Shell to Build Lubes Plant in Russia


Royal Dutch Shell plc on Monday said it plans to build a lubricant blending plant in northwestern Russia. It would be the first Russian blending plant operated by an international oil company. Separately, the company said last week that it will close a Vicksburg, Miss., plant by the start of December.

The Russian plant will be built in Torzhok, northwest of Moscow, and will have capacity to produce 180,000 metric tons per year. It will cost $100 million and is scheduled to open by the end of 2010.

Officials said the project represents Shells commitment to expand in a country that is one of the worlds largest lubricant markets yet widely seen as still developing.

Russia is the third largest lubricants market in the world and it is vital that Shell, as the leading global lubricants supplier has a significant presence here, Executive Vice President for Lubricants David Pirret said in a written statement.

Citing data from U.S. consultancy Kline and Company, Shell claims 5.1 percent of Russias lube market, which consumed 1.8 million tons in 2008. Shells sales in the country grew 6 percent last year, despite a 10 percent decline in overall demand. The company said its lubricants business has seen seven consecutive years of profitable growth in Russia.

Demand for foreign-branded lubes has risen rapidly in Russia, but foreign marketers have yet to build plants in-country. Shell currently imports its lubricants from plants in Finland, Austria and Germany, amongst other countries.

Officials said the Torzhok plant will allow the company to produce closer to customers, though it may still import raw materials. Shell said the plant will produce high quality automotive and industrial lubricants, but it did not elaborate on that description. Much of the lubricants consumed in Russia consist of products that would be considered low quality or obsolete in more developed countries. To make lubes that would be considered high quality in the West, Shell would presumably need highly refined base stocks and modern additives. Russia produces only scant volumes of those ingredients, so the plant might have to import them.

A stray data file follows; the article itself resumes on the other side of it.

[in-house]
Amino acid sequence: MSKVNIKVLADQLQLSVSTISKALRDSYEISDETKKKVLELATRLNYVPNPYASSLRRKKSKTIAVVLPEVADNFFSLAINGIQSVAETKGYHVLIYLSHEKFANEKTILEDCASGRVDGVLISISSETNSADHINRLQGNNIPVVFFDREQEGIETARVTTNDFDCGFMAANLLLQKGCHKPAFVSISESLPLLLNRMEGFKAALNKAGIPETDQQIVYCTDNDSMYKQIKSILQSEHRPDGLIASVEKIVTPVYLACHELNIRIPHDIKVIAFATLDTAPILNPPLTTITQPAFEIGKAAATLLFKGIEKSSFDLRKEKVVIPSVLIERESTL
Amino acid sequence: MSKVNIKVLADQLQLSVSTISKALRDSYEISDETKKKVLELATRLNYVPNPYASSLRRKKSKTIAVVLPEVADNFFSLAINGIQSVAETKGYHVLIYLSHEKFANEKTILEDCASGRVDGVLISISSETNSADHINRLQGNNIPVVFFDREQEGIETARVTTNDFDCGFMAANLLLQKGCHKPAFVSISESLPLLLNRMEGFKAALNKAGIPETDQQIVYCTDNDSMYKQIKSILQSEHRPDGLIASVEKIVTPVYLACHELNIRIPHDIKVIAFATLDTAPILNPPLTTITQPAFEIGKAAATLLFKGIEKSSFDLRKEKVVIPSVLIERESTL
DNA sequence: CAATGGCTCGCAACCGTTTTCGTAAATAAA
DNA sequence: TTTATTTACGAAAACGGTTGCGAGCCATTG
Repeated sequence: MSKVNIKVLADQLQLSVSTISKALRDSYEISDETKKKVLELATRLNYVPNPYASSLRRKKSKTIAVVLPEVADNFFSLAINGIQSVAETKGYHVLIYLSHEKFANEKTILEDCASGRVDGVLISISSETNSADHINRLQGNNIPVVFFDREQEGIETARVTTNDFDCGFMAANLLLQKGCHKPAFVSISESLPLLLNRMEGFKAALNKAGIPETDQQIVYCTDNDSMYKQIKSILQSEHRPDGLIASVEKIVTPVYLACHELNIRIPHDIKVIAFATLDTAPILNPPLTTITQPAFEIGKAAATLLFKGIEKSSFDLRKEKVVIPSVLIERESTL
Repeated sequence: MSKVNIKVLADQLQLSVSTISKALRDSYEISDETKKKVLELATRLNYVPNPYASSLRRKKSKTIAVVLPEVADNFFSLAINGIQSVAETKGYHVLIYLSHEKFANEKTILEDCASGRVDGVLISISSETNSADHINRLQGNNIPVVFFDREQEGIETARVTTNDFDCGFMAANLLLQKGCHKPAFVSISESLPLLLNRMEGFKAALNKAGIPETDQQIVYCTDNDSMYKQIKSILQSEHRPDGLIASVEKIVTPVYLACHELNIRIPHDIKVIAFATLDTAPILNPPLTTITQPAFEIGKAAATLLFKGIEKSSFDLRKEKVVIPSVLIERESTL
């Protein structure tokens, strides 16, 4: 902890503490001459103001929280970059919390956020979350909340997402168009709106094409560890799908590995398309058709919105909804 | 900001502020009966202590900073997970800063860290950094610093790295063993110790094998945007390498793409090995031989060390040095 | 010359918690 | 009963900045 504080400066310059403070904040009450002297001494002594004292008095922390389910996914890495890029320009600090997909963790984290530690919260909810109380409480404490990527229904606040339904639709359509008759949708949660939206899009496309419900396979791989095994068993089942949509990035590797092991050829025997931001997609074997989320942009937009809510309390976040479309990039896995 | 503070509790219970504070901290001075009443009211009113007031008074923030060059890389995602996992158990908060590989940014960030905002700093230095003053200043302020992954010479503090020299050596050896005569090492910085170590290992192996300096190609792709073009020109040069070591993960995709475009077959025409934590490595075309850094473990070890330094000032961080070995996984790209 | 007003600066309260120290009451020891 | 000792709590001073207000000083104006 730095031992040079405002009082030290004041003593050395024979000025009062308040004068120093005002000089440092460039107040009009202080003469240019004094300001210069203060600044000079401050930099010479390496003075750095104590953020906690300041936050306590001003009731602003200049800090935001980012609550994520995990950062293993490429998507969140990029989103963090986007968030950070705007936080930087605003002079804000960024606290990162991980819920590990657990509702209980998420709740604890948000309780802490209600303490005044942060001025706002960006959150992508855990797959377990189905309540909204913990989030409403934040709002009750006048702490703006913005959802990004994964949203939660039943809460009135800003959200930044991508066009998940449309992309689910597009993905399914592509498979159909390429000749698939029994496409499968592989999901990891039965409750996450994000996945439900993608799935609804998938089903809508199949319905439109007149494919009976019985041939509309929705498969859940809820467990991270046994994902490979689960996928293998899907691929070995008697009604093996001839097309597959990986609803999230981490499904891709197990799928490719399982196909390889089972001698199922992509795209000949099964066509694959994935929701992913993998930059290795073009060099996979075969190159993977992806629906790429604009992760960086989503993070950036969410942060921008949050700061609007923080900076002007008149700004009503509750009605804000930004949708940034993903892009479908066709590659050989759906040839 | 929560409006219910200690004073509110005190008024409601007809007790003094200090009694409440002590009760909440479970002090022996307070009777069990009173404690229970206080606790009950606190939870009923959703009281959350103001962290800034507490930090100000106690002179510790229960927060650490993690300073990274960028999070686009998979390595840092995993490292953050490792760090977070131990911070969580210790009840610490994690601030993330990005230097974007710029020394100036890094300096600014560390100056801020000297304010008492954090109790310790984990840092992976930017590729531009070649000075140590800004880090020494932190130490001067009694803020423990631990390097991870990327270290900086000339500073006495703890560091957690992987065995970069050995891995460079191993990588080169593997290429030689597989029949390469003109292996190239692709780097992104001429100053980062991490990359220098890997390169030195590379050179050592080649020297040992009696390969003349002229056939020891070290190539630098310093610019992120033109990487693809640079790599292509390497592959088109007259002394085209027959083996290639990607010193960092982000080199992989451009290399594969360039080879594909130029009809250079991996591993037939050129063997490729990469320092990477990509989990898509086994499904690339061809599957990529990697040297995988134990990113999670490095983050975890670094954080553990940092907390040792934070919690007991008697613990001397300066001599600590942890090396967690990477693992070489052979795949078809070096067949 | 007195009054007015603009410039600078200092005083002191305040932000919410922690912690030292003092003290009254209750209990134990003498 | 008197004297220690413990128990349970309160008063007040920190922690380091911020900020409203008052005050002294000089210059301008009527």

The planning for the project has been underway for at least two years, according to Shell spokesman Rainer Winzenried.

We chose the Tver region because of its unique economic and geographic location, availability of skilled labour and an investment climate that encourages international investors, he said. Shell Neft and [regional administrators] signed an investment agreement in the end of 2007. Since then we obtained all necessary regulatory approvals, contracted a general contractor and made other preparations to start construction.

The Torzhok plant will be one of the largest blending facilities in Shells portfolio. The company said it will employ 150 people and may in the future make products for sale in neighboring countries.

The Vicksburg plant is being closed to optimize operations in North America, officials said. It has 24 employees and is scheduled to close Dec. 1.

After a thorough review, we have determined that we can effectively produce the volumes manufactured at our Vicksburg blending plant through other facilities in our network, the company stated last week. Fulfilling our customers needs more efficiently will enable us to sustain our competitive cost structure and maintain our leadership in the lubricants industry. The streamlining of our business will have no impact on our ability to provide customers with the products they need.

At Vicksburg, we manufacture transport lubes only, in bulk and quart containers, Shell Lubricants spokeswoman Courtneye Barrett told Lube Report. The lubricants are for the commercial transport industries, including fleet, bus and coach, construction, agriculture, trucking and railroad. She said the company does not disclose the Vicksburg plants capacity because it is considered proprietary information.

According to Barrett, Quaker State began operating the Vicksburg facility in 1979, and Pennzoil-Quaker State Co. then operated it following their merger in 1998. Shell has operated the Vicksburg blending plant since its acquisition of Pennzoil-Quaker State Co. in 2002.

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